It’s been four model years since Volkswagen, in an effort to catch the Toyota Camry, the top-selling sedan in America, recast its midsize Passat sedan.

For 2016, Volkswagen has delivered a refreshed Passat. Styling updates include a newly chromed four-bar grille, power dome hood and slimmer headlights up front, while a new bumper and trunk lid round out the updates out back. Given the subtle nature of these changes, you’d be forgiven if you couldn’t tell what’s been updated.

That said, the plain design is handsome and retains its Teutonic allure. For the new model year, VW designers have redesigned the dashboard and center console, adding two-tone trim that lends the car a more premium feel. Other touches include wood and chrome trim and a tasteful analogue clock atop the center stack.

The instrument cluster and switchgear seem similar to that used in the current Golf, are of a good quality, and are as easy to use. But perhaps the biggest improvement is Volkswagen’s infotainment system, which is accessed through a 5- or 6.3-inch capacitive touch screen.

The revised system now has a proximity sensor, which detects when your hand is nearby and automatically brings up the switches you are most likely to need. The system is compatible with Apple CarPlay, Android Auto and MirrorLink smartphones.

Of course, the amount of gear on your ride depends on the trim level you choose. The Passat starts at the S trim level and rises through R-Line, SE, SE with Technology, SEL, SEL Premium and V-6 SEL Premium grades.

All models except the SEL Premium use Volkswagen’s 1.8-liter turbocharged four-cylinder engine, the same one featured in the smaller VW Jetta. It produces 170 horsepower and 184 pound-feet of torque and is mated to a smooth-shifting six-speed automatic transmission.

The priciest Passat comes equipped with the 3.6-liter VR6 mated to a six-speed dual-clutch automatic transmission that features steering wheel-mounted paddle shifters. It’s rated at 280 horsepower and 258 pound-feet of torque. Given this car’s overall demeanor, the smaller engine should suffice.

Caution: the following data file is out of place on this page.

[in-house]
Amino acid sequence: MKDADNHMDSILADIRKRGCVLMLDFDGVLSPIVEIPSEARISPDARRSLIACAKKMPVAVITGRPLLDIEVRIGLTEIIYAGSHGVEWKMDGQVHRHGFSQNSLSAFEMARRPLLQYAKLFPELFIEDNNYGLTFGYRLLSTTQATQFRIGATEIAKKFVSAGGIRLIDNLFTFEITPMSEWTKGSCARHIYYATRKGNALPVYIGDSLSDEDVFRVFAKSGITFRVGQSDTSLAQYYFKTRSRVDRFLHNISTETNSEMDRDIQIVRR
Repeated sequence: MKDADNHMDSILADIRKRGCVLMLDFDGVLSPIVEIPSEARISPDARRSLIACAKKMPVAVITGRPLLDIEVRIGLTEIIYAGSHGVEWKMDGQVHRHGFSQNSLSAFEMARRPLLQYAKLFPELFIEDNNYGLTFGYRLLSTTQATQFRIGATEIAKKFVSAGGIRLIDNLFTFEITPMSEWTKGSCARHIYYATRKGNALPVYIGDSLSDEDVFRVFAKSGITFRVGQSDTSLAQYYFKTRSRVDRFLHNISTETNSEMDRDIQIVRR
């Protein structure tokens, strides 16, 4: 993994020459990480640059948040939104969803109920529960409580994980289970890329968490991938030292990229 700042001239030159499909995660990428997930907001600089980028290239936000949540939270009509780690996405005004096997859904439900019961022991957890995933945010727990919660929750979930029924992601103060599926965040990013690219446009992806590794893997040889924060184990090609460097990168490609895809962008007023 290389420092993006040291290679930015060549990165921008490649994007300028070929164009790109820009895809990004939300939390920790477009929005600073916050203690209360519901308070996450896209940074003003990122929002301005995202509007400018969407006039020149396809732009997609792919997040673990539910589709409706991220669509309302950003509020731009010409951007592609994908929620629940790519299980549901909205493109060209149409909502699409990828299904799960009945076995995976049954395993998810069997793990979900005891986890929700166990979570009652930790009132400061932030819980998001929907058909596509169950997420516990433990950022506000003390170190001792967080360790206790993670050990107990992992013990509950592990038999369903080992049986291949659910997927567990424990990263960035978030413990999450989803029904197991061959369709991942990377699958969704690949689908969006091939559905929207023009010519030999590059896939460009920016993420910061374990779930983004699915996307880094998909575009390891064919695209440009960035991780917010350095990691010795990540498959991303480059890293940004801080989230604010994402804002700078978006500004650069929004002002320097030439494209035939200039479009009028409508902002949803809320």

Like this car’s styling, the driving dynamics feel less European than you’d expect. This is not the jarringly firm ride expected of a German sedan. Instead, you’ll find the suspension ably absorbs bumps with aplomb and a surprising amount of softness.

The car’s steering lacks road feel, although it’s crisp, nicely weighted and feels adequately responsive. The standard six-speed responds smoothly and quickly, making the most of the available power.

Safety features are impressive. Like the 2015 Golf, the Passat comes standard with a rearview camera and Volkswagen’s Automatic Post-Collision Braking System, which applies the brakes after a collision is detected by the airbag sensors. This helps reduce residual energy that can lead to additional damage.

Optional driver assistance features include adaptive cruise control, forward collision warning, autonomous emergency braking, blind spot monitor, rear traffic alert, lane departure warning and parking assist.

The Passat’s biggest asset is its abundant wide-open spaces. It has generous headroom and legroom for five corn-fed Americans. While S models get cloth seats, other models have leatherette or leather seating surfaces.

The front seats are comfortably firm and supportive, and the audio system was impressive. Ambience has improved compared to the previous model, but doesn’t feel as special as it once was.

Whereas the Passat once found favor among buyers who wanted European handling and aesthetics at something less than BMW, Mercedes-Benz or Audi prices, the current Passat is a pure value play, with generous space, good fuel economy, conservative looks and compliant handling at a reasonable price.